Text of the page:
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One approach which might interest you is Automated proof checking, where you write the proof in a form that a computer can check the validity of. It is not easy to write proofs in this form, as humans tend to skip lots of "elementary" steps when writing proofs for other humans to read. A computer-checkable proof will be much longer and more tedious. ...

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1) Is there any serious problem or inconsistency inside of mathematics if we take 1 as a prime number (other than just re-writing the theorems/lemmas/conjectures/definitions in a different way)? No, no serious problem, only a bunch of minor but unnecessary inconveniences. 2) Should we or should we not take 1 as a prime number? We should not. ...

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Another method is to apply your method to other inputs that leads to larger errors. The idea is that the larger the error, the more obvious it becomes where the error is coming from. So, instead of 3 T's where the error is just a factor 2, if you consider, say, 100 T's then the error is astronomically larger, making the source of the error much more ...

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Well one place we could start would be to note that we could define 𝔾 on a larger set; namely any real sequence of coefficients for which the generating series is absolutely convergent or even Abel summable (namely the limit of the series exists as s→1 even if the series diverges when one substitutes s=1). If we are willing to consider quasiprobability ...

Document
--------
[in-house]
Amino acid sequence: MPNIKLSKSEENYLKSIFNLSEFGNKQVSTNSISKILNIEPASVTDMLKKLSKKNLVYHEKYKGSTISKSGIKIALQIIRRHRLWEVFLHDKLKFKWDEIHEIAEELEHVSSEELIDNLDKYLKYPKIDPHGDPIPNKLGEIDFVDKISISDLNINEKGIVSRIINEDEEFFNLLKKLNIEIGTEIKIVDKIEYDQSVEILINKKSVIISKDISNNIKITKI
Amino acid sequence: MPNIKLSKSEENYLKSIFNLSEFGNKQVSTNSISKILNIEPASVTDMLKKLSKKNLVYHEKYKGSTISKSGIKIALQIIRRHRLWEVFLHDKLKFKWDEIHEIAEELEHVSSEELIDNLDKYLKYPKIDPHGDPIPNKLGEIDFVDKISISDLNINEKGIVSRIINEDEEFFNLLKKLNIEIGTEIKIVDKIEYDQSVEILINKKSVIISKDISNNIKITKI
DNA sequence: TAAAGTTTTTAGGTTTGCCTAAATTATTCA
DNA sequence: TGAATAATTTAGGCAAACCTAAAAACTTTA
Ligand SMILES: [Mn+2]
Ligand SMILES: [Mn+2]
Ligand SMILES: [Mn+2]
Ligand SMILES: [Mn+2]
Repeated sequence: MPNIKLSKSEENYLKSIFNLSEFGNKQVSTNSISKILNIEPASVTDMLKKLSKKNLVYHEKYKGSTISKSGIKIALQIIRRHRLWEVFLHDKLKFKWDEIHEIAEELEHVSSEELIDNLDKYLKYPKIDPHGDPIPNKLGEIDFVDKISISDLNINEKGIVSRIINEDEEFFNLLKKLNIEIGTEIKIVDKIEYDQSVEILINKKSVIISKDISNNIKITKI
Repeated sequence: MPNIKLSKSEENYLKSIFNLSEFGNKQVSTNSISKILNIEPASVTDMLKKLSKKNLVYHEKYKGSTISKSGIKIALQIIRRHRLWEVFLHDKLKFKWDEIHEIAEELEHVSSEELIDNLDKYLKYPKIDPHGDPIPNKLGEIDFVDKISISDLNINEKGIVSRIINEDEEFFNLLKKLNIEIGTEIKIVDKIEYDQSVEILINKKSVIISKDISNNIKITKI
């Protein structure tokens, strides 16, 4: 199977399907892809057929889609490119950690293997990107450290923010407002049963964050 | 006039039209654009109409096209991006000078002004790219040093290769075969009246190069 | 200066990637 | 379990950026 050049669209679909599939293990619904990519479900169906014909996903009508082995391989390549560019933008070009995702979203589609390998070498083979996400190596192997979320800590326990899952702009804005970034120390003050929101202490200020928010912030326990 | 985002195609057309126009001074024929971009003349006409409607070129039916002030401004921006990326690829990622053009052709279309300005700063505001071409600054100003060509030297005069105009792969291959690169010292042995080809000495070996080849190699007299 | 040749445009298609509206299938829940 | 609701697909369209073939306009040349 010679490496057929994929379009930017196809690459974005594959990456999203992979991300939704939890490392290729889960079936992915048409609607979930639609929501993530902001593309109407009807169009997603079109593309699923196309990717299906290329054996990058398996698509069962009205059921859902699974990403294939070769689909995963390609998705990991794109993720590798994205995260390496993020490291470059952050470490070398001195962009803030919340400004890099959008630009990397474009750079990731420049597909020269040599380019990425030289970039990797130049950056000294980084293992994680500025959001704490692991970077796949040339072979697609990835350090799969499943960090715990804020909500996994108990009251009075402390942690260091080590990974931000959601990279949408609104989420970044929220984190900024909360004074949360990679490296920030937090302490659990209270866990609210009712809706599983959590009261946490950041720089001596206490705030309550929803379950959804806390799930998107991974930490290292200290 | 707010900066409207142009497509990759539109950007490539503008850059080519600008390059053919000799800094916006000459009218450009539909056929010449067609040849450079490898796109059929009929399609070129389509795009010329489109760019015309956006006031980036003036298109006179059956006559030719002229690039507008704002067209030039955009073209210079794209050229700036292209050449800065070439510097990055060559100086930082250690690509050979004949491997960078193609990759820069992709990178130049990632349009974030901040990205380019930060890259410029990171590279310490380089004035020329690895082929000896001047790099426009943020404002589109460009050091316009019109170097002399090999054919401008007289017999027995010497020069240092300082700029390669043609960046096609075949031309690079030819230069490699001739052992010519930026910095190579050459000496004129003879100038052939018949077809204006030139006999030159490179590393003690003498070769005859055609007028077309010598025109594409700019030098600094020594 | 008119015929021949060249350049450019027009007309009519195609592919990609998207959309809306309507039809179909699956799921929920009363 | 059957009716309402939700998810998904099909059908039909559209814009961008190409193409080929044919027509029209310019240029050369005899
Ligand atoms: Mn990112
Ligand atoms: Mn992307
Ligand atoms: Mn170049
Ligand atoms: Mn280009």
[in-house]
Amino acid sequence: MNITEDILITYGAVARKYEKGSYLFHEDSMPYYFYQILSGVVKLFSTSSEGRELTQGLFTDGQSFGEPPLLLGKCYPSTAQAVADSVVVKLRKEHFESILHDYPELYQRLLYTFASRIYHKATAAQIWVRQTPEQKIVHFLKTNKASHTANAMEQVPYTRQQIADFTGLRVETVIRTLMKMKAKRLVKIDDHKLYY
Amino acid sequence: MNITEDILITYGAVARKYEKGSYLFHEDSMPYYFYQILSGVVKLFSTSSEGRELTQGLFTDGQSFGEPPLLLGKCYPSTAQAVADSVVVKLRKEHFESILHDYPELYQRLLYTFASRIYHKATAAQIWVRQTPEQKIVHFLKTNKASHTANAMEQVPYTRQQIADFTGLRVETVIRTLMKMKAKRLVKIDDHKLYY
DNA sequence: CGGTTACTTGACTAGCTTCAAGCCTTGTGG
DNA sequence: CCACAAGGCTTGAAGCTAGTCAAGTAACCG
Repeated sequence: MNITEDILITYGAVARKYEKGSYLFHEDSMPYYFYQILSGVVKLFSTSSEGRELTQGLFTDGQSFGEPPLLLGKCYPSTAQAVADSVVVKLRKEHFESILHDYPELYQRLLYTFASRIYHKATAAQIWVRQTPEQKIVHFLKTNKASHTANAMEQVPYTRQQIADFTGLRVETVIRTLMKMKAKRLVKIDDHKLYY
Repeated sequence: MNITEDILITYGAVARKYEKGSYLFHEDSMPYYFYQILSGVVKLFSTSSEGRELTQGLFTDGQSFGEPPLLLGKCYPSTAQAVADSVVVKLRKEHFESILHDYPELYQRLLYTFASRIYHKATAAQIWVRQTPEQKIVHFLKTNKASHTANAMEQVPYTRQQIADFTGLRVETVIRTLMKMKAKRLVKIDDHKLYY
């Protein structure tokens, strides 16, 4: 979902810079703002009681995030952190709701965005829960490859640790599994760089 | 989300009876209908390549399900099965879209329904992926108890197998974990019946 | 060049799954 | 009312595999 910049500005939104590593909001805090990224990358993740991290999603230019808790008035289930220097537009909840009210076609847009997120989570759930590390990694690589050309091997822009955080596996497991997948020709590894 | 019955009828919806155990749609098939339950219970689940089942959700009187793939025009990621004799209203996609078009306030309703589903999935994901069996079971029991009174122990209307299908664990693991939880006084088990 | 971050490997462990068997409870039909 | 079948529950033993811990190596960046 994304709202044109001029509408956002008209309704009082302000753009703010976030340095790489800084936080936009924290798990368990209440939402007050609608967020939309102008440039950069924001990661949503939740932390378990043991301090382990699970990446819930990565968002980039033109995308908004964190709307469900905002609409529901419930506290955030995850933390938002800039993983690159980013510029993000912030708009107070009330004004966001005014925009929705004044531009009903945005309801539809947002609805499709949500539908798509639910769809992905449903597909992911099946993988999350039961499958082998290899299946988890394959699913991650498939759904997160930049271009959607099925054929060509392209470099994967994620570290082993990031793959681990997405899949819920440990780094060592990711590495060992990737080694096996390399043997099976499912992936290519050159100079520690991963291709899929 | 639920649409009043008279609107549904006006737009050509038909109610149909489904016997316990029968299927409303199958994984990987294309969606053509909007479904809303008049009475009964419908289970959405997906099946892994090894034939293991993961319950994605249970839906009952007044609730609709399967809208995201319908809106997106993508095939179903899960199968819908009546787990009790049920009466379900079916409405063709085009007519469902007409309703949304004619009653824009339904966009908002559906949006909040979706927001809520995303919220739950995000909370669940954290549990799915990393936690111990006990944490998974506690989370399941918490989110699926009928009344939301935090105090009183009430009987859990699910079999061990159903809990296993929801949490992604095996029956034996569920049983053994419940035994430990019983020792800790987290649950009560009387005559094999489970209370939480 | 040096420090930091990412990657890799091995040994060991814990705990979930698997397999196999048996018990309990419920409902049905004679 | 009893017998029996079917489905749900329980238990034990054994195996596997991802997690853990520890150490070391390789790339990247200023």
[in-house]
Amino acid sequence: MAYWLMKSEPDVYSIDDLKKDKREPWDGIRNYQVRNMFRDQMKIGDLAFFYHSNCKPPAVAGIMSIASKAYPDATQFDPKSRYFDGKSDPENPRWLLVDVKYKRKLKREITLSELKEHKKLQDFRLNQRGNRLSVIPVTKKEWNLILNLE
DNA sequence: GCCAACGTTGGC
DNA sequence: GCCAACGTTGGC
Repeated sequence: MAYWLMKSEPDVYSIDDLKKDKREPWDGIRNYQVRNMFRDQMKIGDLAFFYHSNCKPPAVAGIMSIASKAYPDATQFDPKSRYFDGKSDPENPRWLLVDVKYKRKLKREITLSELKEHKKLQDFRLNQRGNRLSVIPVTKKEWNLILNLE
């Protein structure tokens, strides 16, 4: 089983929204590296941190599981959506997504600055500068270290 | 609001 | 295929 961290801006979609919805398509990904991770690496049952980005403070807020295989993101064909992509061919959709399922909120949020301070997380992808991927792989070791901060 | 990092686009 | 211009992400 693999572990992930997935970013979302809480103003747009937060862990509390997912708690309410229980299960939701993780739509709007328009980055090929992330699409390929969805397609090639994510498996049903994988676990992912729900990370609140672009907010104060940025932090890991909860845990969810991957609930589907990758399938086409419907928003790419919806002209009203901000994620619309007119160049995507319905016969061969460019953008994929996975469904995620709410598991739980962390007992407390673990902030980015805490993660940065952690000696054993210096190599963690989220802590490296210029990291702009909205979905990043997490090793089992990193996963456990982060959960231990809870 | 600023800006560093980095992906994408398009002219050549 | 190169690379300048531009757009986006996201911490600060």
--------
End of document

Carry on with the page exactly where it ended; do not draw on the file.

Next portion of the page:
1

I think this is the most natural way to define a prime number: An integer $n$ is prime if it has exactly two integer divisors, up to equivalence. If you don't like thinking about equivalence, we can also say: A positive integer $n$ is prime if it has exactly two positive integer divisors. This is analogous to many other concepts in mathematics: ...

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I have answered an extremely similar question before. I will edit my old answer to better suit this question. I am so old I was taught that definition, that it's enough for a prime number to be divisible only by $1$ and itself. But my children and grandchildren were taught that a prime number must have exactly two distinct divisors among the positive ...